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All that matters is if the MP4 looks good to you. Of course, you may be able to compress more. There is no set bitrate to use. More complex or rapidly changing visuals require greater bitrate. Most converters use x264 to generate the converted video stream, and x264 offers a CRF mode which adjusts the bitrate based on the visual content complexity. If your ...


Advanced Authoring Format (AAF) and some MXF operational patterns (OP-2a, 2b, 3a, and 3b) should be able mix bit rates. I say "should" because I don't have any good way of testing right now and I don't know of any commercial systems that are making heavy use of those MXF OP's.


Well I can't say I know how it would be done; but RED (, their R3D video format uses a debayer process. I own a RED Epic. It shoots at up to 5K 100 FPS. When out in the field, and wanting to view the video on say a laptop, the throughput of uncompressed (or near) say 3:1 5K is huge. So RED uses a debayer process; where the pixels are ...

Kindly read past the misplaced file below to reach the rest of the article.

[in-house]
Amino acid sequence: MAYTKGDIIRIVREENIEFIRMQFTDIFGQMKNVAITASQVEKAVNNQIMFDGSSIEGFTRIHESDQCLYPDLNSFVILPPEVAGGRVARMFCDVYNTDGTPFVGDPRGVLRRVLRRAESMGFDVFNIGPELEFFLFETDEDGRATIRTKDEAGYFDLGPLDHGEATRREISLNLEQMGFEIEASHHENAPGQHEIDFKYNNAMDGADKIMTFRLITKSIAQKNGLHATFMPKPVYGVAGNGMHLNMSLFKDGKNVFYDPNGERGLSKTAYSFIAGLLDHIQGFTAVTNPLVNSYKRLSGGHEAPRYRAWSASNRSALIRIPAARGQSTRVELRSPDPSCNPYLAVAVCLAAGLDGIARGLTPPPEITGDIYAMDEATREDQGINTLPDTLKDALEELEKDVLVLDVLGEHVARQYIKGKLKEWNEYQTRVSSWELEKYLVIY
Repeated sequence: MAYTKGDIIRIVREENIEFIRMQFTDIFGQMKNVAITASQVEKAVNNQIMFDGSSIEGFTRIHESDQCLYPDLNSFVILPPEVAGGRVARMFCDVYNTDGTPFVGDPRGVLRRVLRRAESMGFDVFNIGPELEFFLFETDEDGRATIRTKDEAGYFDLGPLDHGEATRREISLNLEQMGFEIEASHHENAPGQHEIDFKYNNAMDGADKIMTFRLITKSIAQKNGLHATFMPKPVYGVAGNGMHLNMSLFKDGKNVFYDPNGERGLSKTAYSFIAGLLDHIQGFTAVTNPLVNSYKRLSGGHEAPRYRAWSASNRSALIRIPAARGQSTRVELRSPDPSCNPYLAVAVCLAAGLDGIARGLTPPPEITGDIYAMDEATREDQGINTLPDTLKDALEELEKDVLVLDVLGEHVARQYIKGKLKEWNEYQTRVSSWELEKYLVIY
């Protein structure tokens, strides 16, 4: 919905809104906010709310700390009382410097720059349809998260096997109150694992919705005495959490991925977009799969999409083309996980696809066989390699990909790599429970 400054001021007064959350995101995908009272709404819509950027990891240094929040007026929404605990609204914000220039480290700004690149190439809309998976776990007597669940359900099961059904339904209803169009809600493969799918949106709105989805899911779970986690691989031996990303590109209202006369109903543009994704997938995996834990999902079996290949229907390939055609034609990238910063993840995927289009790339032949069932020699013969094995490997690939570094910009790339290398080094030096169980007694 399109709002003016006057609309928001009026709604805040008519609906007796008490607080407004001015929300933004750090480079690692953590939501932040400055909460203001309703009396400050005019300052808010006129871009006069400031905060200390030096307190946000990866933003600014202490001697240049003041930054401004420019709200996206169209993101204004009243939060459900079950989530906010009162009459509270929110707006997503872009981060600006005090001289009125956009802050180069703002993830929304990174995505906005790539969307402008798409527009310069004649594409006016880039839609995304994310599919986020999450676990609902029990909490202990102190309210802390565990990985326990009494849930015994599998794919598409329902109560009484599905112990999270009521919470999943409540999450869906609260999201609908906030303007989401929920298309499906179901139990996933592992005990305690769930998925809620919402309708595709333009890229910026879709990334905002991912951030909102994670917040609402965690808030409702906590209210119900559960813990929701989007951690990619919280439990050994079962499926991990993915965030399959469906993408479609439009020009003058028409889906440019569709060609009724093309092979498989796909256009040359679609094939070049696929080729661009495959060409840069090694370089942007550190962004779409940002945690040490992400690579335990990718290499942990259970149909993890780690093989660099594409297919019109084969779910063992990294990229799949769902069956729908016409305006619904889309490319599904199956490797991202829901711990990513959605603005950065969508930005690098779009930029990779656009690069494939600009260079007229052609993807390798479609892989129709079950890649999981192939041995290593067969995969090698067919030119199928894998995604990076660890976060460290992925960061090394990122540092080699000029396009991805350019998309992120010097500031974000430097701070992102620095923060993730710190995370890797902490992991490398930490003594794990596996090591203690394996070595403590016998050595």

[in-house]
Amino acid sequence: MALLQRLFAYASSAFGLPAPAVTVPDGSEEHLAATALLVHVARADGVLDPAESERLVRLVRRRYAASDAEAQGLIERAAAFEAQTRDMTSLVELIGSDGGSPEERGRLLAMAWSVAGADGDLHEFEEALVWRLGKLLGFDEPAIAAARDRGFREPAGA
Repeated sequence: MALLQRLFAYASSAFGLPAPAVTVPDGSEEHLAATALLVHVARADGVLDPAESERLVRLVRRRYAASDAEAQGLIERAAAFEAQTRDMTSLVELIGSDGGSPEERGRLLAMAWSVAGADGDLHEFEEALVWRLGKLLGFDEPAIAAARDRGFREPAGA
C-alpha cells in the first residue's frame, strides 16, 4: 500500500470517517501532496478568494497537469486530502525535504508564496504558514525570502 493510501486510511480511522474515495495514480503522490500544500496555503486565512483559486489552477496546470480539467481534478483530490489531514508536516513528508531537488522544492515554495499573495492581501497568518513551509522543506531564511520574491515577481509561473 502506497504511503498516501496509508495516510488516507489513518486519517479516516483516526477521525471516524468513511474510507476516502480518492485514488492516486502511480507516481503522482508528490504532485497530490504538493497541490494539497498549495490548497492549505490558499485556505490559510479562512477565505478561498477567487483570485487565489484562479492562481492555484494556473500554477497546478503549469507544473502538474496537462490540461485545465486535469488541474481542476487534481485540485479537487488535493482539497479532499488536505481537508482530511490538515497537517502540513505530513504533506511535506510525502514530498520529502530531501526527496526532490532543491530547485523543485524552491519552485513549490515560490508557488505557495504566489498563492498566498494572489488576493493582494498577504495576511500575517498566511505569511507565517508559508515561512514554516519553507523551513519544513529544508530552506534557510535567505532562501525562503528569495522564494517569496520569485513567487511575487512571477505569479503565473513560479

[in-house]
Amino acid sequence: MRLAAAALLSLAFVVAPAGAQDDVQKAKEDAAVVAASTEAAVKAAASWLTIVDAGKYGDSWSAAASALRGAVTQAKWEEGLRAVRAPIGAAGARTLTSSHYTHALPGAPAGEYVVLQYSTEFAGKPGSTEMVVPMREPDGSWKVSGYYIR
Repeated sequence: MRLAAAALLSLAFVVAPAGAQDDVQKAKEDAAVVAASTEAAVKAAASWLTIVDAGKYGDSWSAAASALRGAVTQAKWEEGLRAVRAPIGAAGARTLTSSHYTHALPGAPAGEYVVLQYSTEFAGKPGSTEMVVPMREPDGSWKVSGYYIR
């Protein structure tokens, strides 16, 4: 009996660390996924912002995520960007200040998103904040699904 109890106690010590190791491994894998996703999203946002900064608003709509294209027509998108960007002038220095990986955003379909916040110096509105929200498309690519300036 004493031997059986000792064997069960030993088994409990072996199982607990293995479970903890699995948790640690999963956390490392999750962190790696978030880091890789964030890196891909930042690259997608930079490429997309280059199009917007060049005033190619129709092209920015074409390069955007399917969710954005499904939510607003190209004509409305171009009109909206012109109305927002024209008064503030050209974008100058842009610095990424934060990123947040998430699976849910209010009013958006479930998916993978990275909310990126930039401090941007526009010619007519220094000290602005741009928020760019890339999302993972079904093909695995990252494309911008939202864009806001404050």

If the only difference is bitrate, then any container which accepts variable bitrate streams, will fulfill your requirement e.g. MP4, MKV..etc Step 1 is to encode your segments, ideally using the same encoder, to different bitrates with all other parameters being the same e.g. via ffmpeg, ffmpeg -ss 0 -t 5 -i input.mp4 -b:v 1000k seg1.mp4 ffmpeg -ss 5 -t ...


Assuming your editor can rotate videos, use ffmpeg -i "recording6.mp4" -vf "transpose=1" -vcodec dnxhd -r 60 -b:v 36M "" This will rotate the video, so the 1080x1920 video becomes 1920x1080.

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